So ghosts are morons who kill indiscriminately... What else is new.
What was that ending all about? You wait and wait for something to
finally happen, something that will make half-way any sense, something
that will connect the rather flimsy-looking dots into something at
least resembling logic but then... So the cop's wife is the killer? Did
she beat the child? If so, who wounded her own arms? Herself? Did she
and her cop husband both beat the girl? (Perhaps the director and the
scriptwriter joined them in the beating...) Did the cop and his wife
both beat on the girl, and then each other - and then themselves? (I
gotta keep my mind open for all possible ludicrous combinations when it
comes to TE.) Why would the ghosts of the mother and the daughter kill
all those people?
Once again ghosts are just some violent, confused imbeciles who go
around killing the wrong people. One would presume that ghosts, having
nothing better to do all day than sit/stand around hallways staring
into empty space, would have ample time to figure things out, i.e. who
their friends and foes are. But no... Average horror-film's ghost's IQ:
15 point 3.
The ghosts display the ability to haunt outside their natural habitat
by hassling Bobby's girlfriend, played by the beautiful Amelia Warner.
So why didn't they use those abilities to get revenge on the old man
who lives across the street, who failed to call for help when he saw
that something was happening? Not much makes sense in this slow-moving,
garbled ghost flick.
Bobby's girlfriend arrives to his flat TWICE unannounced. What kind of
people visit others without calling them first? Was this the
pre-mobile-phone 18th century age? His boss does this also, once. How
very convenient. What a nice little plot-device.
No-one tells anybody anything, every conversation is about trivialities
which, again, conveniently creates opportunities for the dimwitted
ghosts to take advantage of various situations, over and over. And here
I thought it was Bergman's asinine dramas that revolved around a lack
ag513 watch The Deadliest Lesson movie
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Kaph watch The Dead One movie
abusive police officer and his wife and their daughters. Soon he discovers that the next door apartment is actually empty and he is haunted by the ghosts of the deceased family who were not helped by the neighbors who lived there at that time..
paljr94 watch Aerobic Striptease movie
where does the echo come from?.
akosanke watch Bob Funk movie
cant member if i saw.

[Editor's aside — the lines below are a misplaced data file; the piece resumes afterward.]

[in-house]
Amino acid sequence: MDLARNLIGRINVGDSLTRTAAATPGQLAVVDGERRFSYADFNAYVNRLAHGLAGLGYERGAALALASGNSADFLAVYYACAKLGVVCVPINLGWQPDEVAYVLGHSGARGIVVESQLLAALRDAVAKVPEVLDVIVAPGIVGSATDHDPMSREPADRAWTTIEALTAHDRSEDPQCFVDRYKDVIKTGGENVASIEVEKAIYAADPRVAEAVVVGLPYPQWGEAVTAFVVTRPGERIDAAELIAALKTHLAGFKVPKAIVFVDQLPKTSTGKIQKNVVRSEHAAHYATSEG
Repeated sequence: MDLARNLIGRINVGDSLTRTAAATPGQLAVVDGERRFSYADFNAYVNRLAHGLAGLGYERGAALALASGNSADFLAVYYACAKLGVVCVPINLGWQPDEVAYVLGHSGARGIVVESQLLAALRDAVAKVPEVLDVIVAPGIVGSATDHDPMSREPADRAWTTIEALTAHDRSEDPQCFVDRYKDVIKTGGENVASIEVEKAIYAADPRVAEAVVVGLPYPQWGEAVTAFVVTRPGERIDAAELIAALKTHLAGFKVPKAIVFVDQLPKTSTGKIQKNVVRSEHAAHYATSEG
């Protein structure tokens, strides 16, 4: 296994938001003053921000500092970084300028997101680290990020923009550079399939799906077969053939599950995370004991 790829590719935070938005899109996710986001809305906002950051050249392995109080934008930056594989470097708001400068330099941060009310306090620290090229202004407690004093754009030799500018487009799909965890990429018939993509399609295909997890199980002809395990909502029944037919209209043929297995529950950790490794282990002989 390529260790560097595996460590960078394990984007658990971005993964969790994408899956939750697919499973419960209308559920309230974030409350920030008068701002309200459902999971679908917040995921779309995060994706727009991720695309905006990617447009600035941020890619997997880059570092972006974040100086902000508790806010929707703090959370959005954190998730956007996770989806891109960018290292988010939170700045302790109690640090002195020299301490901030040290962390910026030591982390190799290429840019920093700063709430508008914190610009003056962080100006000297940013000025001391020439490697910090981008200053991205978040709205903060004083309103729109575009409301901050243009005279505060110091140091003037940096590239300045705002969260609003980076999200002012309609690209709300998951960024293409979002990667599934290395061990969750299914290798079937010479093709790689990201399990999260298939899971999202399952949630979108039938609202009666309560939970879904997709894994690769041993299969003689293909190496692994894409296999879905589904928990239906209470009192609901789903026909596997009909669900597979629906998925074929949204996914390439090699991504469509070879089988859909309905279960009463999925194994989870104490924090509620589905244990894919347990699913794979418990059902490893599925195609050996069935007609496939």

kirsten_candice watch Ciao movie
inspired by Filipino movie "Sigaw".
gooooooooooood where does the echo come from?.
cool movie.. clasic B).
i hope these links work.
i enjoyed this film but im so scared.
PERFECT MOVIE WELL DONE.
What if you refused to help a person in need and paid for it in a more horrible way than you can comprehend?
~As will be reviewed in the June 2010 issue of Twisted Dreams Magazine
- Contains spoilers!~ Have you ever seen someone in need and offered to
help? Or are you one of those people who passes people by and thinks,
someone else will do it don't get involved? What if your lack of
involvement caused devastating circumstances to the victim? What if
because of your refusal to help, they sought vengeance against you?
Meet Bobby. Newly out of jail (and I later found out that it was not
his fault and was reminded of how badly the American "justice" system
sucks. But you'll have to watch to find out why he was jailed!) and
just wanting to start over again. He tries to pick up the pieces of
what was once his life and moves into his deceased mother's apartment.
And that's when the trouble starts.
It begins with noises, odd and troubling sounds that wake him up and
then the visions of his dead mother begin to play havoc with his mind
and he is slowly sucked into a never-ending nightmare.
His neighbor, Gina (Calzado) is an abused wife whose husband, Walter
(played with far too chilling realism by Durand) likes to come home and
smack around on both her and their daughter, Carly.
Bobby may have been in prison, but he still won't stand for his
neighbor cop or not to beat on his wife and kid and tries to
help but things just start getting stranger.
The visions begin to happen more and more frequently and it's not just
Bobby who finds himself thrust into the middle of something he doesn't
understand. The visions also begin to manifest themselves to Alyssa
(Warner) and to other tenants of the building.
However the more Bobby tries to help, the more dangerous Walter becomes
with devastating consequences to Gina and Carly.
But things are not as they seem and as Bobby slowly loses his sanity
(or so he feels) he finds out the real reason why he's being tormented
and what he has to do to stop it.
This is a great Noir movie, simply seething with dark tension and
chills. I sat on my couch, anxiously anticipating each scene and was so
involved that my husband looked at me and said, "Holding hands with
yourself, dear?" I looked down and my hands were clamped so tightly
together I was cutting off circulation.
Dark, tragic and with a stellar performance by Kevin Durand as the
wife-beating cop that will leave you hating him, but feeling solemn
compassion for him as well, culminate to a head in the explosive ending
and you'll never quite look at cops or apartment buildings the same,